Understanding the COVID-19 vaccine

A spotlight on the COVID-19 vaccine, the safety measures people are taking as airlines prepare to ship it nationwide and as hospitalizations steadily rise.
4:38 | 12/04/20

Coming up in the next {{countdown}} {{countdownlbl}}

Coming up next:



Skip to this video now

Now Playing:


Related Extras
Related Videos
Video Transcript
Transcript for Understanding the COVID-19 vaccine
On the screen emergency position an ABC news medical contributor doctor Darian Sutton now for more on this vaccine doctor Sutton good morning you know we just got. How some of the airlines are we transporting in this case united will be transporting those vaccines and these are extremely. Cold temperatures so Kim on Twitter wants to know if the places that administer the vaccine are prepared to keep them. At the super low temperatures. That's great question so good morning Dan so the answer is most likely larger hospitals are more capable of holding these vaccines significantly lower temperatures I think the limiting factor won't be on more smaller hospitals more likely in rural areas. Happy capacity to hold that buys a vaccine at such low temperatures. And that might create a situation where the Internet vaccine for example which can be held at higher temperatures issued to these areas in the eyes of Max leadership letters it has a high level turnover and more capacity. And then actually gets injected as instill that cult. Great question so it before the vaccine is injected it has pulled out of the freezer and it is thought this is a crucial point because that either vaccine can they are or IPA's open during a vaccine can state are up to thirty days and so that really makes a difference in their show lacks. So it is not tilt cruise and one city's use armed it is thought sports news. On it and ask another question from Twitter Luke asks if we could create the Coleman nineteen back seen this safely. So quickly and then why don't we always do it this way. This is so this is a question about whether or not it's being roster to past and and I hear this question I think it's important to talk about how this process is done some number one. The MR NA vaccine is a brand new technology but not his newest people may think it is it is not just the ballot this year. This technology has been researched and as early as 2003 during the SARS outbreak on the differences between this type of vaccine and other vaccines and one basis built in a lab numbered years this is not needed to be grown as other vaccines are which takes a significant about a time also vaccine researchers usually limited by humane thing which is bonding and cases. With the federal funding provided by programs such as operation in war speed and the amount of teachers that are simply available given the fact that the buyers so widespread. It is created a good environment or produce and predator attack suspects in but it is not. Rushed to great explanation doctor sent thank you and Anna how charter do you think it will be Tim vaccination could general public as opposed to that first wave of front line workers and people on long term care facilities. So this is. The tall operational heat that is going to take a tremendous amount of public health education if you look at the uptake in use and flu vaccines for example in the last ten years as reported by the CDC. The average amount abuse is about forty by percent among adults. And as I stated or the goal is to get approximately 60% of the American population the use of vaccines we're gonna take a lot of education a lot of transparency. A lot of confidence and he's the instilled in the public. And president elect Joseph Biden says he's asking people to Wear a mask. For 100 days when he takes office how much of an impact could that make. A tremendous impact how many analysts and scientist and epidemiologist particularly if we were all wearing mask at least 95%. We could see about a 130000. Lives by just and that's simple eat so I think it's a great recommendation that think it's necessary. And I get so many questions on Twitter about the mortality rate the Coleman mortality rate across age groups. Is under 1% so how do you respond to people who look at that low death rate and thinks it's not that big a deal lords low risk to gather and not Wear a mask and take precautions like. I get the same question from patients and friends and I think that the answer is how are you calculating that. When you're referencing that number are most likely people referencing the mortality rate which is a number of the virus and the deaths met iris compared to the general population. A better numbers a look at some numbers such as he aged fatality rate or the infection Italian race. And this looks at those who are impacted and those who died from the infection and that number is significantly higher and that is the reason why our hospitals are reaching capacity and we're reaching a true crisis because although the majority of people who have a relatively good symptoms and not have to require hostile intervention. 25% of those people will require hostile incidents in a powerful civilization and that's where those desperate increased significantly that's ever happened to. Nantucket Darian satin we appreciate your time as always thank you. Thank you remember if you have questions about the nineteen you can tweak them to me at Diane Armas Italy will answer as many as we can right here on the air.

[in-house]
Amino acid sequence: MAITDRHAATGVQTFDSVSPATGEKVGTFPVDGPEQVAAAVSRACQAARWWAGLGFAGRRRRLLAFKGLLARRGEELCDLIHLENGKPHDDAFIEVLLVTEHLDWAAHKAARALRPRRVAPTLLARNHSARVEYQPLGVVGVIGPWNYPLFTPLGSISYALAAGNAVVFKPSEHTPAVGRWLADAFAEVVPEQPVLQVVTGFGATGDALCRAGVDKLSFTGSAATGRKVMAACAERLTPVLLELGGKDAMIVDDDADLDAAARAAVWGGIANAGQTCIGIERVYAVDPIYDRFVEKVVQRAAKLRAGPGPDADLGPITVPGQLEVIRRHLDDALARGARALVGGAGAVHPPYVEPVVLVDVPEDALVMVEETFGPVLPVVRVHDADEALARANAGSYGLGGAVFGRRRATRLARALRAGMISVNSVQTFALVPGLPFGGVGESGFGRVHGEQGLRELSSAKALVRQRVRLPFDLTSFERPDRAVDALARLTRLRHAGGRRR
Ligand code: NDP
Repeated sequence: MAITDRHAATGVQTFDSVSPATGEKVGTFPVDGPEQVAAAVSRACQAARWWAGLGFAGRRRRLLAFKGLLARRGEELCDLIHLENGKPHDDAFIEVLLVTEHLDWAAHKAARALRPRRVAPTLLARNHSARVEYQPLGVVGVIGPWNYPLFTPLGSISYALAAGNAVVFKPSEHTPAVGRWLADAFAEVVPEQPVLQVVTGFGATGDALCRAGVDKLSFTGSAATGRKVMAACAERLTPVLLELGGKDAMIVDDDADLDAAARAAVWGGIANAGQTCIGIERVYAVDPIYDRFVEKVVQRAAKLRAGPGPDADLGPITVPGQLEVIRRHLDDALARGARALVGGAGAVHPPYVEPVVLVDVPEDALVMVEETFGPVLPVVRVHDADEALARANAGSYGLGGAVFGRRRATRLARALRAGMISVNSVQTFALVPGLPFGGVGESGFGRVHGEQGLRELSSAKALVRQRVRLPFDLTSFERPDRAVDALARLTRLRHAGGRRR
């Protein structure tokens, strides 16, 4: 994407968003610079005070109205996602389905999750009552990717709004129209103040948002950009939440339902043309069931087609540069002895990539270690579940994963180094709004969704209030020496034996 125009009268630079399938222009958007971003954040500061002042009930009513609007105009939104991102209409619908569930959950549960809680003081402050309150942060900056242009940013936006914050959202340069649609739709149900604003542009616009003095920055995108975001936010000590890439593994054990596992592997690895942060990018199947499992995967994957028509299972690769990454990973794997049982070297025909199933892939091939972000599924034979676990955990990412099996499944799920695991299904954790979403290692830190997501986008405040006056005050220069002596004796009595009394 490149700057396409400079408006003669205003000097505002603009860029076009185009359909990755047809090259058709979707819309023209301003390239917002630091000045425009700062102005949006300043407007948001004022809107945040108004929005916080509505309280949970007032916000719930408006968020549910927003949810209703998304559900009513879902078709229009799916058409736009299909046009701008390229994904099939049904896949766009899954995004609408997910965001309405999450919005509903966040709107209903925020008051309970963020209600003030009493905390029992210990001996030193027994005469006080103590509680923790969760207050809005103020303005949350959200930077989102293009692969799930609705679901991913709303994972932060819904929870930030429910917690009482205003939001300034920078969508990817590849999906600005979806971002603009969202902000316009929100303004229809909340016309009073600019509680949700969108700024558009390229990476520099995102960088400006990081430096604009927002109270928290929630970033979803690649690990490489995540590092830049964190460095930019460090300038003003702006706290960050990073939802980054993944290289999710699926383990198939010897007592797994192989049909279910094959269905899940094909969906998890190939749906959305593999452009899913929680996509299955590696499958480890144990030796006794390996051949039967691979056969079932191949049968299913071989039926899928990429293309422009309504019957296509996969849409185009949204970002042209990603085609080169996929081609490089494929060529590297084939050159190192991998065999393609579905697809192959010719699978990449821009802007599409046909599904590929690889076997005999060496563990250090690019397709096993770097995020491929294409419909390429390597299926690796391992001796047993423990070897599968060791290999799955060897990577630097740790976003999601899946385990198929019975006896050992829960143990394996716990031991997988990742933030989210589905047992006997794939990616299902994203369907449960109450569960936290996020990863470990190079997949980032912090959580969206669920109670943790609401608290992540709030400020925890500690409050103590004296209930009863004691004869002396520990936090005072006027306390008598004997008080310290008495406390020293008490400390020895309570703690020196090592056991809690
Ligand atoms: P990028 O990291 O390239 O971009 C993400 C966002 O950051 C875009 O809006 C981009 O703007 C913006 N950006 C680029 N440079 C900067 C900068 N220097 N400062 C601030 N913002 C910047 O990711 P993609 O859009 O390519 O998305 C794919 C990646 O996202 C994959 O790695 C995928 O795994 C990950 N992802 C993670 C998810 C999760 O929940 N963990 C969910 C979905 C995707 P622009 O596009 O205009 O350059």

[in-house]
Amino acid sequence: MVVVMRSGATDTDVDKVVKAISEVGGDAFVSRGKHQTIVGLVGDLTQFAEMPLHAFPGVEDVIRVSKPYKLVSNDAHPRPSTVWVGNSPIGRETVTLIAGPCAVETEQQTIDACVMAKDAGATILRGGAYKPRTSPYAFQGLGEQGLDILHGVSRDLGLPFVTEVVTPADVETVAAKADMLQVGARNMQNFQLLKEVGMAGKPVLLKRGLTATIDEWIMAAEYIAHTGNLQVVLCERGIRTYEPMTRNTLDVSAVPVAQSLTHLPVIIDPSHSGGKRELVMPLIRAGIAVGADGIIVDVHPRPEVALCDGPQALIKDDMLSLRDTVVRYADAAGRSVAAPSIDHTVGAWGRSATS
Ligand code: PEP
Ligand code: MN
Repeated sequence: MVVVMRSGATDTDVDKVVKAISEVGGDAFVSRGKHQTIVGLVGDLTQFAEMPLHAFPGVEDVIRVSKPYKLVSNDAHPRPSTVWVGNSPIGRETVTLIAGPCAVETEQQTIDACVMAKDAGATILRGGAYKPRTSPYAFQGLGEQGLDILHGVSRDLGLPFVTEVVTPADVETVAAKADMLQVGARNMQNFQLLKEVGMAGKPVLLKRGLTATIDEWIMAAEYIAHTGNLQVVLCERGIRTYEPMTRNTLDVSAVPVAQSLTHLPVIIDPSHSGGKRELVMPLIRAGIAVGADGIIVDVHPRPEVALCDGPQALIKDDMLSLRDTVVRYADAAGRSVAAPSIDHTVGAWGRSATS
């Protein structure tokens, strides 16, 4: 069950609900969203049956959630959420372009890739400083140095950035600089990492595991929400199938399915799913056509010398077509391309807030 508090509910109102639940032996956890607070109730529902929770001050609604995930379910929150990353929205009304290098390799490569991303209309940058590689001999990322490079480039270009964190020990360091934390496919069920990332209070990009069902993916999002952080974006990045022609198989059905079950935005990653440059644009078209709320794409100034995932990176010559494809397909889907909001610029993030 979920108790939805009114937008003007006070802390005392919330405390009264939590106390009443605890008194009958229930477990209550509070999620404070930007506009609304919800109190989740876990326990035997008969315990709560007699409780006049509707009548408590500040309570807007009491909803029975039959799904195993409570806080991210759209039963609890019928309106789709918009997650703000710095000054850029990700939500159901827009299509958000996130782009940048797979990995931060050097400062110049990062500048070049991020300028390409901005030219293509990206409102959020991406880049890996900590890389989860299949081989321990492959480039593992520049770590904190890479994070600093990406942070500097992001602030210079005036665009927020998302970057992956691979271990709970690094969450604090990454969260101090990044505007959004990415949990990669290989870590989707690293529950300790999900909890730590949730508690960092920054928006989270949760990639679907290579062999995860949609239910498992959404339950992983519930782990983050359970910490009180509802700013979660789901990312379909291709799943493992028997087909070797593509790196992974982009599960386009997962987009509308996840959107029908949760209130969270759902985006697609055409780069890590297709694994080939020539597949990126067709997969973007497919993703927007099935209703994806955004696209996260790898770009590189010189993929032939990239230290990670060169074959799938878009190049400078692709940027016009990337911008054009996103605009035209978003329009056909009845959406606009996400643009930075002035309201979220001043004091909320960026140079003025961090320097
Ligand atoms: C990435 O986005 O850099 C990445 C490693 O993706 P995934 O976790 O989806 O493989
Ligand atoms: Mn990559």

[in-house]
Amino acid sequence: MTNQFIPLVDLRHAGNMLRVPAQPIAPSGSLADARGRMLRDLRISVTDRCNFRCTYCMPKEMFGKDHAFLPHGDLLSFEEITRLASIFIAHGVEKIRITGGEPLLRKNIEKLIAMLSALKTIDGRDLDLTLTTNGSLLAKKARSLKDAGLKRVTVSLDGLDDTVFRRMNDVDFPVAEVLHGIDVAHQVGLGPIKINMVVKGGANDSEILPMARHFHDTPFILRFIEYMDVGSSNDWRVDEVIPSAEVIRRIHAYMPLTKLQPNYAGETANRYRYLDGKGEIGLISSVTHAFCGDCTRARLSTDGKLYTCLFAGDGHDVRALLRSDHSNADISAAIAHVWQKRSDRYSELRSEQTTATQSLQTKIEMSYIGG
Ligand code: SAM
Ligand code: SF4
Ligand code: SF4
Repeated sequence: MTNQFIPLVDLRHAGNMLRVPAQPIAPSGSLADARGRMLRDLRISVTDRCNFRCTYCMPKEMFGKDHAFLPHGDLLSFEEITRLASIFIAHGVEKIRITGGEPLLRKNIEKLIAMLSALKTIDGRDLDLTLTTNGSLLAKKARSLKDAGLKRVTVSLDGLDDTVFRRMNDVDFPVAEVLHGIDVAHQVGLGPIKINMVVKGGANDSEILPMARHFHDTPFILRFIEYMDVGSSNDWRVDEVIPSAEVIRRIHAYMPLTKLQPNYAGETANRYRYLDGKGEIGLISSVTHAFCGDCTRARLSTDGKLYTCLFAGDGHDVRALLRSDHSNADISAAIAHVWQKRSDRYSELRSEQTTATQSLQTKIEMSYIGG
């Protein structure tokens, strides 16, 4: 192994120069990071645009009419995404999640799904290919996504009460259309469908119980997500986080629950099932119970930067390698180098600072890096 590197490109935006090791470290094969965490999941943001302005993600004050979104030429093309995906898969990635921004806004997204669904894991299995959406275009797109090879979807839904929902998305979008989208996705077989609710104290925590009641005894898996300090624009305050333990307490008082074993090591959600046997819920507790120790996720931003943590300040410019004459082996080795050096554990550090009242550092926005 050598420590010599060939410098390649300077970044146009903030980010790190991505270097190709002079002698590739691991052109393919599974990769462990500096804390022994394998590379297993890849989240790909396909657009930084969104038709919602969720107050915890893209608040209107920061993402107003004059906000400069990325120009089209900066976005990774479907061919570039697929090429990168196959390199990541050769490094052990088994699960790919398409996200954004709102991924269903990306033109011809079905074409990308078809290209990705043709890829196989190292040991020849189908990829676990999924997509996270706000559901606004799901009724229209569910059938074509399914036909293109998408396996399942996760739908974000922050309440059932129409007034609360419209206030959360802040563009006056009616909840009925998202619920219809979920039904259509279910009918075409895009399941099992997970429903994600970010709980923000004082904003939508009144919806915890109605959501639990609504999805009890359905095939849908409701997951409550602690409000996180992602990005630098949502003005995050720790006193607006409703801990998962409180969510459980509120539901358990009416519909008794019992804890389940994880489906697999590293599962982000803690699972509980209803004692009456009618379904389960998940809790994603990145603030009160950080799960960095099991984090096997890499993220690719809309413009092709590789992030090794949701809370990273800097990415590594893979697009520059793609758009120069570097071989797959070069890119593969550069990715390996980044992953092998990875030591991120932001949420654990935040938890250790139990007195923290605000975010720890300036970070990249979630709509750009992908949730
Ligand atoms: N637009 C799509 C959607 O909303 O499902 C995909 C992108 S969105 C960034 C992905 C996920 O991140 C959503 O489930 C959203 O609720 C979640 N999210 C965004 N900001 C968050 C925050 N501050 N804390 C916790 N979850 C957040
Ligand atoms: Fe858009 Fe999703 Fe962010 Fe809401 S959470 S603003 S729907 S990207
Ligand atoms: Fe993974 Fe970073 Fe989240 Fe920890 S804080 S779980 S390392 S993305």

This transcript has been automatically generated and may not be 100% accurate.

{"duration":"4:38","description":"A spotlight on the COVID-19 vaccine, the safety measures people are taking as airlines prepare to ship it nationwide and as hospitalizations steadily rise.","mediaType":"default","section":"ABCNews/Health","id":"74540822","title":"Understanding the COVID-19 vaccine","url":"/Health/video/understanding-covid-19-vaccine-74540822"}